So many things happened there, it is difficult to wrap that all up into one blog entry, so as promised, and shoving the elephant back overboard, I will not try, and I'll just touch on a single story, that resonated with me, instead.

Making the decision to come back to Australia was easy. But what was it specifically that I was looking forward to?

The fashionable head gear, and all the friendly insects?

This season, we will be wearing mostly net!

The hugely crowded beaches, where you can hardly move for windbreaks?

Where is everybody?

The modern forms of transport?

On the Murray River

The outside barbecue facilities on the road?

Roll up, roll-up, get your lovely sausages here!

Or perhaps it was Dave's facial expression when I told him I was coming back?

You're coming back?

Seriously, I think it has something to do with the eternally positive outlook of Australians, and how they so often can turn difficult and challenging situations into something inspiring, and endurable.

One story sums this up perfectly.

Whilst we were travelling post wet season, in March 2018, between Brisbane and Darwin, we stopped in the town of Barcaldine, Queensland.

An unassuming town, Bacarldine represents the origin of unionism, and the beginnings of the modern labour movement.

The meetings of sheep workers and pastoralists here were key to the growth of this early political force and they met to resist unfair treatment and strike to improve workers' rights in what must have been hugely difficult situations, let alone a demanding physical climate.

They met under The Tree of Knowledge, outside the station entrance of the terminus of the Great Western Railway.

The tree became a focal point, and symbol of this unity and strength. In 1888 the Central Queensland Labourers' Union was formed at Barcaldine.

In 2006, the tree was intentionally poisoned by glyphosate.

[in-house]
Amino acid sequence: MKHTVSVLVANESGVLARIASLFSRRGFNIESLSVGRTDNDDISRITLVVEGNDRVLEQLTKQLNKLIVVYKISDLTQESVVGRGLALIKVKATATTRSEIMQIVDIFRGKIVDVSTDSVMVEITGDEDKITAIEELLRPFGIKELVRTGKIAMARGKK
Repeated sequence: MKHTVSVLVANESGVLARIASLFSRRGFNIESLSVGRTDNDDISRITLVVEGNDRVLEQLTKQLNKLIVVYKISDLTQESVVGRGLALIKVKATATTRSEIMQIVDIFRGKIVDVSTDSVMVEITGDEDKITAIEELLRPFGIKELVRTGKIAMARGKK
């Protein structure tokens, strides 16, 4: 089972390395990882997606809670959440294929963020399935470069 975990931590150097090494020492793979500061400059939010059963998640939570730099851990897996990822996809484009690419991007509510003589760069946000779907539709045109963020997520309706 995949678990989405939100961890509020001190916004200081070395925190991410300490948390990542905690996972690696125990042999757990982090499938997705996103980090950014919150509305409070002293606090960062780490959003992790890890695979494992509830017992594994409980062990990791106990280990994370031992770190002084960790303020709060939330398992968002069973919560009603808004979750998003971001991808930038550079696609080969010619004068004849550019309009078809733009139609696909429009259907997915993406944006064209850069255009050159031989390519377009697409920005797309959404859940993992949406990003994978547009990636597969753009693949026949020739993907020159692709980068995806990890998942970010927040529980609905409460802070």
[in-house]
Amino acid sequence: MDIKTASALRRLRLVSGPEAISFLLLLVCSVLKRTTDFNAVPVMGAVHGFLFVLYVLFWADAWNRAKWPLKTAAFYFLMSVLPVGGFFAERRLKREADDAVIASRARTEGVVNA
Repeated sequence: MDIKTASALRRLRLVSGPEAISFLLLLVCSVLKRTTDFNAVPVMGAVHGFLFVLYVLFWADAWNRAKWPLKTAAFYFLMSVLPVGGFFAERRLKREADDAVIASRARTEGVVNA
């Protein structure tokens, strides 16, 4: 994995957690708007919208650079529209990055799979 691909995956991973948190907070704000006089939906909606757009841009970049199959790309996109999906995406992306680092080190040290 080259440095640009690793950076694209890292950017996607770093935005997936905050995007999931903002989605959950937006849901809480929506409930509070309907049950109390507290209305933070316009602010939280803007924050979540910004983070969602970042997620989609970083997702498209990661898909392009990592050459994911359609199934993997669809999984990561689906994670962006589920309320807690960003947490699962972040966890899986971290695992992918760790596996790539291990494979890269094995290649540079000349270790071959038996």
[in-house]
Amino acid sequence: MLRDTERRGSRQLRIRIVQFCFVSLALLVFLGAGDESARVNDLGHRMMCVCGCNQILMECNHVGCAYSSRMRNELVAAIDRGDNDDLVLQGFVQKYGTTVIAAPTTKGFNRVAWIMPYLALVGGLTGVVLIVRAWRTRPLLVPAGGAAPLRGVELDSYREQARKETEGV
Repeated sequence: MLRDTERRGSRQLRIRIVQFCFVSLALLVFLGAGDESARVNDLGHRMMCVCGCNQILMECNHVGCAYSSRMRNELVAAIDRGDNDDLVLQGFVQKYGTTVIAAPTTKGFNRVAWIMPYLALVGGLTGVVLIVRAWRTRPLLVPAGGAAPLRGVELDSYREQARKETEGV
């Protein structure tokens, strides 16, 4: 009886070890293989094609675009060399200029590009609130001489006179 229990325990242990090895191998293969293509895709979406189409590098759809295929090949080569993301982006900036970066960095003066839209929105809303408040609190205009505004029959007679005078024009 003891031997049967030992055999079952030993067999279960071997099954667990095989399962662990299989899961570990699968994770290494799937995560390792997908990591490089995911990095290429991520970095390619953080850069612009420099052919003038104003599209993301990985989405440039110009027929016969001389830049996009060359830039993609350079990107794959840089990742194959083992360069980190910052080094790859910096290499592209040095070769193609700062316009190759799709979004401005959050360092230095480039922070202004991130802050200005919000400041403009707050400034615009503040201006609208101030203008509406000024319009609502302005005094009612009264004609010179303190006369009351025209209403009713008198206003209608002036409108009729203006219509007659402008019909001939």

I suppose in some situations, with such a malicious act against a living organism, and symbol of human values, the story might have ended there. At best, it may have resulted in a plaque, and some lines of history for passing tourists to be wistful about.

But not here.

What emerged, like a seed awaiting the inevitable bush-fire, was an artwork that captured the indomitable spirit of the original movement's sense of injustice.

The Tree of Knowledge

The original tree, beneath the new 'canopy'

The memorial, designed and built by m3architecture and Brian Hooper Architect, can now be seen on the original site, and to sit beneath it is quite humbling.

The constructed wooden 'canopy' now towers above you, and when the wind blows, the wooden chimes sound eerily above the original tree's preserved trunk.

The story itself becomes even more memorable, when you find out that the original species was a Ghost Gum tree.

I spent a bit of time sitting and reflecting and listening to the tree's voice. For me there was the reflection of the wooden chimes symbolising the tree's leaves, and the many voices of the workers, struggling to be heard.

Later I found out that scientists have in fact been able to successfully clone material from the original tree, and specimens can be found growing in various places in Queensland. It gave me a smile and a lot to think about on the road ahead.

Personally, I find stories like this truly inspirational, and full of hope. That the seed of human resilience is there, and grows on. No matter what.

I'm now looking forward to seeing what's on the next horizon...

Tuesday 22 May 2018

Shoving the Elephant Overboard!

Its been a little while since my last post, but there are times when life just takes over...and recently there's been a need to live those moments as fully as possible. Be in it, and catch the precious, fleeting instant, rather than reflecting on it, or being online.

Catching the moment - A Graphic Flutterer

It can at times feel like I've become a touch disconnected from the actual experience by writing about it too often. And also, there are times when it is important to give permission to stop. Especially when the task becomes too great, or the list of to do becomes too long.

Sometimes, there's little time to reflect and write a comprehensive sentence, let alone compose a blog, and for that I hope you will forgive me.

I could actually write a whole blog on learning to slow down, and not to try to fill every moment with stuff, but suffice to say I gave a lesson by example instead! Taking time to appreciate the watch the horizon, rather than describing it, is important.


This blog will try to deal a bit with my first Australian experience, but do note, this will not even scratch the surface. This continent pervades and overwhelms your senses with its grandeur and shear scale....nothing about the Australian continent is small, or for that matter, easy.